JUH: How does the following project reflect your mission/interests?
JUH: How does your org distinguish itself from others: what does it provide/offer that makes it most valuable in your estimation?
RN: I don’t think of us so much as having a quality that distinguishes us from others, though all publishers have so many ways in which they are distinct from one another, just like human beings. What I think we offer is a model or a vision that other publishers can embrace some, all, or none of as they plot their own course through the culture. That model, at its core, believes that all its readers are also its writers, and all its writers are also its readers. What that means in practice, in terms of how submissions work, in terms of how particular projects end up in print format, or not, end up being distributed into the traditional book supply chain or not, end up as artists editions or not — that can vary so much according to the exigencies of the moment, that it doesn’t really matter. It’s just seizing opportunities and is functionally random. But the vision is not random. It’s very directional. And a direction we all can (and do, to some degree) follow…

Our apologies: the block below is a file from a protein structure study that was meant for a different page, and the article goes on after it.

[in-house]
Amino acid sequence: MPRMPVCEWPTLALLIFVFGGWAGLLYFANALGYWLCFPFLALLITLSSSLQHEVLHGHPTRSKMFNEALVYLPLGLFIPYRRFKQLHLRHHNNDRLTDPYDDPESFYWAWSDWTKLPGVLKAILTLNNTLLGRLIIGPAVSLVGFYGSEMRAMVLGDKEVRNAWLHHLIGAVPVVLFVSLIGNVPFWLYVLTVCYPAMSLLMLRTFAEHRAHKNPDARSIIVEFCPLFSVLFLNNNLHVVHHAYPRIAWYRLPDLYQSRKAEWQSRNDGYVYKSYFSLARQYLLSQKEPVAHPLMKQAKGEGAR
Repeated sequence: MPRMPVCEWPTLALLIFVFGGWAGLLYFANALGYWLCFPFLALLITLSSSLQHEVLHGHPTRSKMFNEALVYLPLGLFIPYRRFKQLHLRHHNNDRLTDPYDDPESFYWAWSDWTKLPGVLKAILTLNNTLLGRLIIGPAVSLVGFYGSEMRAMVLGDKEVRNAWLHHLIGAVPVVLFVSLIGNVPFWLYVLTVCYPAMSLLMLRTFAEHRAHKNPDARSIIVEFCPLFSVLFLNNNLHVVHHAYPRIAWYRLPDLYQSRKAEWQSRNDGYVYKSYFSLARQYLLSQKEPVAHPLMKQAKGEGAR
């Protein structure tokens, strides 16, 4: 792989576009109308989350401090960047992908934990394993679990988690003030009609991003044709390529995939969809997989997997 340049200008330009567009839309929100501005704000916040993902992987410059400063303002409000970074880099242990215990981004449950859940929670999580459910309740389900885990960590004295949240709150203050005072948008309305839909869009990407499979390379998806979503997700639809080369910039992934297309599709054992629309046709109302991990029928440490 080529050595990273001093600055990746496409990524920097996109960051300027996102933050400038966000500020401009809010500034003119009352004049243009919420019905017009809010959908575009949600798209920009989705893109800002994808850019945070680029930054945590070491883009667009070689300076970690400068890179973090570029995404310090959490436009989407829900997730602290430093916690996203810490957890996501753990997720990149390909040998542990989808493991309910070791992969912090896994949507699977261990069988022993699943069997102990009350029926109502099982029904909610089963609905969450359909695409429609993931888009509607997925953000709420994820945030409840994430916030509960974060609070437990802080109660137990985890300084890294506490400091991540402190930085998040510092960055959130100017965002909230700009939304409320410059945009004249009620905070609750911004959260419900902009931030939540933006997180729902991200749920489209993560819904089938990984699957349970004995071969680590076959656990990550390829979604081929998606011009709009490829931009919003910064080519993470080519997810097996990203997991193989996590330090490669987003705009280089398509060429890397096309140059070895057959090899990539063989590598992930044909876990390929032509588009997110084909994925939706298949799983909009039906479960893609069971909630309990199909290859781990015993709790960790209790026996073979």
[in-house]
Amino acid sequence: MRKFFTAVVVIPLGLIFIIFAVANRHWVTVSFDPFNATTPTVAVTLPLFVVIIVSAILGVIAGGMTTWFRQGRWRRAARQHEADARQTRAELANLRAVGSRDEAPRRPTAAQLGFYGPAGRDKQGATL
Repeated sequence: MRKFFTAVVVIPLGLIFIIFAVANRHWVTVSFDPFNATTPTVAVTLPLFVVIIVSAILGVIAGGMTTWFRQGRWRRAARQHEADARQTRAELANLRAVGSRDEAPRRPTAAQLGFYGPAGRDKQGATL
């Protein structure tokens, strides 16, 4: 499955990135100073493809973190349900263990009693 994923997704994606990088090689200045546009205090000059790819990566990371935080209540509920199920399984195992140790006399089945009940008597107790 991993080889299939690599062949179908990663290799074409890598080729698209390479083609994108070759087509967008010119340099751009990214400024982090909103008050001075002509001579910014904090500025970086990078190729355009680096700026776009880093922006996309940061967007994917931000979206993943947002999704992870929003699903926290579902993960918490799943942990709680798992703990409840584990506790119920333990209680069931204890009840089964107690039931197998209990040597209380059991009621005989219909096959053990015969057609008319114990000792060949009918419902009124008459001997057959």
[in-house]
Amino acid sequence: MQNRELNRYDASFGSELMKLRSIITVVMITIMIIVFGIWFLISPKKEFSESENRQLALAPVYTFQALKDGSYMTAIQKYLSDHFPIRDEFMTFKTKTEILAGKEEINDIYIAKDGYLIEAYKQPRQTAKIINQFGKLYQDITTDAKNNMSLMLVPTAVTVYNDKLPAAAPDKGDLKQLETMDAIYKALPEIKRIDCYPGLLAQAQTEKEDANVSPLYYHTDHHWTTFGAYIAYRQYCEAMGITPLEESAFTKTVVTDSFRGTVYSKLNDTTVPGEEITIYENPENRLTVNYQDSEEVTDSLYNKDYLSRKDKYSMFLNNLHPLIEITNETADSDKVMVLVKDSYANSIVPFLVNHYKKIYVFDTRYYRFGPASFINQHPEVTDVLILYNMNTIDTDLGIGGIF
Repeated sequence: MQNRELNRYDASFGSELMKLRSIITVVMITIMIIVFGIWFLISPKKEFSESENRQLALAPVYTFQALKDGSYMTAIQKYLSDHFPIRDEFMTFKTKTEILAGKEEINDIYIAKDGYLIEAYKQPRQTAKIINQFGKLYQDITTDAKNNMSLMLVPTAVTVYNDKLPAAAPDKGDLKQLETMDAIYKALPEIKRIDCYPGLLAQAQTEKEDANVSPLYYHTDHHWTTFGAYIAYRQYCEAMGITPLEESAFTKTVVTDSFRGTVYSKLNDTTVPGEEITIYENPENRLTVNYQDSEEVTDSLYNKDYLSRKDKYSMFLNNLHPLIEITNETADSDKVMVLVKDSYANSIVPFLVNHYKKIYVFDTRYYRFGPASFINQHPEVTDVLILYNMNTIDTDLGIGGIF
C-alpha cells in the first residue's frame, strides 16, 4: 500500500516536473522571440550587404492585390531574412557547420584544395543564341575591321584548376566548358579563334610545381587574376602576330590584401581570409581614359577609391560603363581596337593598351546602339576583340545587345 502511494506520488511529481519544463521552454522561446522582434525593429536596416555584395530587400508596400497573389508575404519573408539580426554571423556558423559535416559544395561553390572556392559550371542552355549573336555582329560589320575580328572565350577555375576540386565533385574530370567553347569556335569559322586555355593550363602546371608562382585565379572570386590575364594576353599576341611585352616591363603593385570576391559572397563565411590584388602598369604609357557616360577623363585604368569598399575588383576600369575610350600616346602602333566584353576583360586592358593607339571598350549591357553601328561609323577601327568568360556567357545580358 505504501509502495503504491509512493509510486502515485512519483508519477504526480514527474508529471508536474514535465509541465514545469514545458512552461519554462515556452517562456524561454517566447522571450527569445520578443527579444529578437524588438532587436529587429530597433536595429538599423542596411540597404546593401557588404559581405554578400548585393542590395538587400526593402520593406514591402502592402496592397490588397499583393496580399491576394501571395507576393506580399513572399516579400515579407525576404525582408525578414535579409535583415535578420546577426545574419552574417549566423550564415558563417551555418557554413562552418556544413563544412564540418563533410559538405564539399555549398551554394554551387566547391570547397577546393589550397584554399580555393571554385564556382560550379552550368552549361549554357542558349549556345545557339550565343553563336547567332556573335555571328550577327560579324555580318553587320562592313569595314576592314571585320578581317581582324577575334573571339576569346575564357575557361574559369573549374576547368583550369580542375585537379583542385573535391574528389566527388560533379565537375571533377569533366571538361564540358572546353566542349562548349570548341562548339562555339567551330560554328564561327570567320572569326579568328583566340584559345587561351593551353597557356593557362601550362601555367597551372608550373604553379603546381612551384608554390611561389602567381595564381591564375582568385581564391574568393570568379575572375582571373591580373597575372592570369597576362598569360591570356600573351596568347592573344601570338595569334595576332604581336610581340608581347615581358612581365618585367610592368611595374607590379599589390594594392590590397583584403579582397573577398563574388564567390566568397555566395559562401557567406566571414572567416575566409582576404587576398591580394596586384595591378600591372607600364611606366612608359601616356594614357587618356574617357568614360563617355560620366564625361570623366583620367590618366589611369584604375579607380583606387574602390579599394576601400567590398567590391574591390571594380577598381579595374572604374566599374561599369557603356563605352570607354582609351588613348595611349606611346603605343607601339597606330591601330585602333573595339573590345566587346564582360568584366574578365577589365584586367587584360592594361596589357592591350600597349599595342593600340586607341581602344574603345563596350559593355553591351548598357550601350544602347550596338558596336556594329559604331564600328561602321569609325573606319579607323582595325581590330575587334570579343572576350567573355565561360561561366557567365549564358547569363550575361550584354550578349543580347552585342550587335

SRE: What sets our site apart from those that are run by tech wizards is that Lisa and I have decades of experience as gallerists and we bring that to the editions and multiples that we choose. Each edition is exclusive to SRE and must be connected the the artist’s larger body of work. We hand-select each and therefore it is something of a curated project as opposed to a faceless, soulless ecommerce site. ie. we stay away from the ink jet prints/poster shop kind of model. For example, Michael Waugh’s print is silkscreen on mylar in keeping with his original works, which are on mylar as well.
AP: Traditional galleries do many important things we can’t do: they represent a group of artists and guide their careers. Consequently they have much higher overhead costs than we do. We are both artists and we run the gallery from that perspective. Auxiliary Projects doesn’t represent artists; we see the gallery as a project space and an experiment in an alternative art economy.